alexandra alger


Max de Winter and Elizabeth Bennet–in the same sentence!

I found myself taking Rebecca off the bookshelf. Not to re-read it, which I’ve done a number of times over the years. I’d been thinking about how to handle someone was not answering my phone calls or emails about an important matter, and how personally I should take this, when all of a sudden I thought of Max de Winter, impassively tolerating Mrs. Van Hopper and her vulgar questions.

Strange, isn’t it? Max de Winter. Why on earth should I think of him and Mrs. Van Hopper? I read Rebecca when I was in my teens. I remember finding Max attractive, for a middle-aged—his face “arresting, sensitive, medieval….” I understood why the naive young narrator married him (not that she had much choice—staying with Mrs. Van Hopper was a no go).

Reading again those early pages in which the narrator and Max meet, I now see that Max wasn’t much of a role model, at all. In his future wife’s eyes (and my teen-aged ones), his manners are irreproachable, and if he is distant, it’s because he has to be, to keep the Van Hoppers of the world at bay. But really, as we learn later, his aloofness is a form of self-protection. He’s riddled with guilt. Taking a broader view, he’s a terrible husband to his young second wife. We know he has his reasons—and he shapes up, sort of—but he’s no kind of role model.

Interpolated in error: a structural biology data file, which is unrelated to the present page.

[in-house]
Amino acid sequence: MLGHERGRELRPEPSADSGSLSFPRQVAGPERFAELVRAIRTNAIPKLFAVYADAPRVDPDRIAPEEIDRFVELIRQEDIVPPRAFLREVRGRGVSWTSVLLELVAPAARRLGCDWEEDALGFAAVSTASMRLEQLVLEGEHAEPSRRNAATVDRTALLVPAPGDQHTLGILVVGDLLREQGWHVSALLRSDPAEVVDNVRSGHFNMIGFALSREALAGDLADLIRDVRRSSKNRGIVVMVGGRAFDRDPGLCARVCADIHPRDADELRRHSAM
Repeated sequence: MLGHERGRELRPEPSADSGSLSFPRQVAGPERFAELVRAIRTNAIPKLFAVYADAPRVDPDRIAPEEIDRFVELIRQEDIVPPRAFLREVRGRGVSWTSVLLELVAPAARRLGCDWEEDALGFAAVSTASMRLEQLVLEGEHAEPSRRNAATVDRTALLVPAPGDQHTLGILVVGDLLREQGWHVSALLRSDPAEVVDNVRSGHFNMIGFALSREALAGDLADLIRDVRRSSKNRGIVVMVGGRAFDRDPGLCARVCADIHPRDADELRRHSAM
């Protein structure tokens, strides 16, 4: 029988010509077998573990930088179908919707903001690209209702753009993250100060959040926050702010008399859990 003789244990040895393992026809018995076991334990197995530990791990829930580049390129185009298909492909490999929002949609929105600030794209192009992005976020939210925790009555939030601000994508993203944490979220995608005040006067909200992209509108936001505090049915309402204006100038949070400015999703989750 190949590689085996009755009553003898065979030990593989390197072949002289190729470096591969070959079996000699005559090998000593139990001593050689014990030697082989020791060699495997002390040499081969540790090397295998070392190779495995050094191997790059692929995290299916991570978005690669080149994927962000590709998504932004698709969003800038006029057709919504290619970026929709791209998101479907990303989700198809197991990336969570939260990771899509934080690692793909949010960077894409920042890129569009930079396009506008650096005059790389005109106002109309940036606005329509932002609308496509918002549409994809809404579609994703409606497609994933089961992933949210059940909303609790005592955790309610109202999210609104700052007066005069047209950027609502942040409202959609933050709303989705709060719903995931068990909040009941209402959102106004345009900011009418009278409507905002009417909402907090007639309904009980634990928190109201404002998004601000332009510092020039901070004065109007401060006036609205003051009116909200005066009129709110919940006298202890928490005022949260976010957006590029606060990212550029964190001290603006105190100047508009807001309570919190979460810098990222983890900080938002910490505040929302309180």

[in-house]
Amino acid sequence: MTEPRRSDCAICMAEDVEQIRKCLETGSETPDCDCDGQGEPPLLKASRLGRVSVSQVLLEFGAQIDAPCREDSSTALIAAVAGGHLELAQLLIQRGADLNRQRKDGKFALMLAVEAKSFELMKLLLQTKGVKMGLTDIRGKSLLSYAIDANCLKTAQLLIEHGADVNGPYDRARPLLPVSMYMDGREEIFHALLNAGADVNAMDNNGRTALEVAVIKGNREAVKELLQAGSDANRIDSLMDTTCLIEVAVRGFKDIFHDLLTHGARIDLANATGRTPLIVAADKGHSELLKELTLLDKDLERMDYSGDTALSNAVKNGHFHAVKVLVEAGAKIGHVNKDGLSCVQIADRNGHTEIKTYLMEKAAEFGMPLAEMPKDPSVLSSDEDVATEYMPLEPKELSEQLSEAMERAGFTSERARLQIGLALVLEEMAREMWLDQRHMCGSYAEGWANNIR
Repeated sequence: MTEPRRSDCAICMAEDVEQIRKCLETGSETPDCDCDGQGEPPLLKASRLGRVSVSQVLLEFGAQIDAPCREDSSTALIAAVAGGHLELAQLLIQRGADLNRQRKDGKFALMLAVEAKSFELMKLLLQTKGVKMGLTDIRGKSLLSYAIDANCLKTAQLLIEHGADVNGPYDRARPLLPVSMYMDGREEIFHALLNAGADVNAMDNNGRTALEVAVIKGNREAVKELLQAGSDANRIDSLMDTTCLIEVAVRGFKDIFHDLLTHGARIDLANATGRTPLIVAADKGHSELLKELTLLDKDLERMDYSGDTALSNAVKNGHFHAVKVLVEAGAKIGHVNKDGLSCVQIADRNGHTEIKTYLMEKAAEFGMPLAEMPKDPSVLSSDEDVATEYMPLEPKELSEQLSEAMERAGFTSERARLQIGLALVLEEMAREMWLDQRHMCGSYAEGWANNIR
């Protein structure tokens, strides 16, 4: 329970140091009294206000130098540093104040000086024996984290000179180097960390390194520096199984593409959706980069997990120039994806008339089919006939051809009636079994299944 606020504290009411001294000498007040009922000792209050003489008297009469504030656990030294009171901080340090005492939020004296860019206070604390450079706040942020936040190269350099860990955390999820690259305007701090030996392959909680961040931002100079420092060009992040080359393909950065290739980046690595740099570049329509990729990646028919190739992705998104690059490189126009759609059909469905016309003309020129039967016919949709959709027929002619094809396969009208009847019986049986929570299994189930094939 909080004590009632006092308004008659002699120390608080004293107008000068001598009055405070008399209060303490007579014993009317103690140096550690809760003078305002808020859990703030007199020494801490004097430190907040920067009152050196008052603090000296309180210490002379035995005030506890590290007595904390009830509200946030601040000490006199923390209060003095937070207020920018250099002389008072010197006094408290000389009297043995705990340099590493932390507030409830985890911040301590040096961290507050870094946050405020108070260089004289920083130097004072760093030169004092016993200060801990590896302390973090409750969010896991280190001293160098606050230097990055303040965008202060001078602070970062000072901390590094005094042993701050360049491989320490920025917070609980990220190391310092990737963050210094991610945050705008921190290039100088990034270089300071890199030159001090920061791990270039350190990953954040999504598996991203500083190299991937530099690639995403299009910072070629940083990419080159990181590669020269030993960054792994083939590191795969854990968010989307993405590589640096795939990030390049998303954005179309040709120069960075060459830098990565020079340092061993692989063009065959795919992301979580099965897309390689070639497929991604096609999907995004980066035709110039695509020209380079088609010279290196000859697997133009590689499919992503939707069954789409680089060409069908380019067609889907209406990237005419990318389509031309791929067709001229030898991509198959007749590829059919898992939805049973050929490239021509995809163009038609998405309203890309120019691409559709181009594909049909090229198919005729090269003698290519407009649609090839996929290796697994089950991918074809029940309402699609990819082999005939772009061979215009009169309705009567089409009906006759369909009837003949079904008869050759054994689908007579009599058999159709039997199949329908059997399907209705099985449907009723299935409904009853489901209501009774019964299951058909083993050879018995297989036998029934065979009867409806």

If we’re talking strictly about how to handle difficult people, I would try to learn from Elizabeth Bennet, my favorite Jane Austen character. She refuses to sugarcoat the truth, but manages to express it with uncommon adroitness. Think of how she handles her first marriage proposal, from Mr. Collins. She tells him “no” three times, and he still refuses to believe she’s not simply being coy in the way of “elegant” females. She cries, “I do assure you, Sir, that I have no pretension whatsoever to that kind of elegance which consists in tormenting a respectable man. I would rather be paid the compliment of being believed.” One of my favorite scenes in Pride and Prejudice is when Lady Catherine de Bourgh tries to bully Elizabeth into rejecting an offer of marriage that she has heard—erroneously—that her nephew Darcy has made. Elizabeth coolly holds her own against the snobbish old woman, telling her whether or not she marries Darcy is her own business. “How far your nephew might approve of your interference in his affairs, I cannot tell; but you certainly have no right to concern yourself in mine. I must beg, therefore, to be importuned no farther on the subject.”

Oh, to have a reason to use that last line!

So what would Elizabeth do, faced with my dilemma, a person who refuses to engage? She isn’t one to shy away from a challenge. I’m guessing she would, in all good humor, continue to call until she reached him. And that is what I will do.

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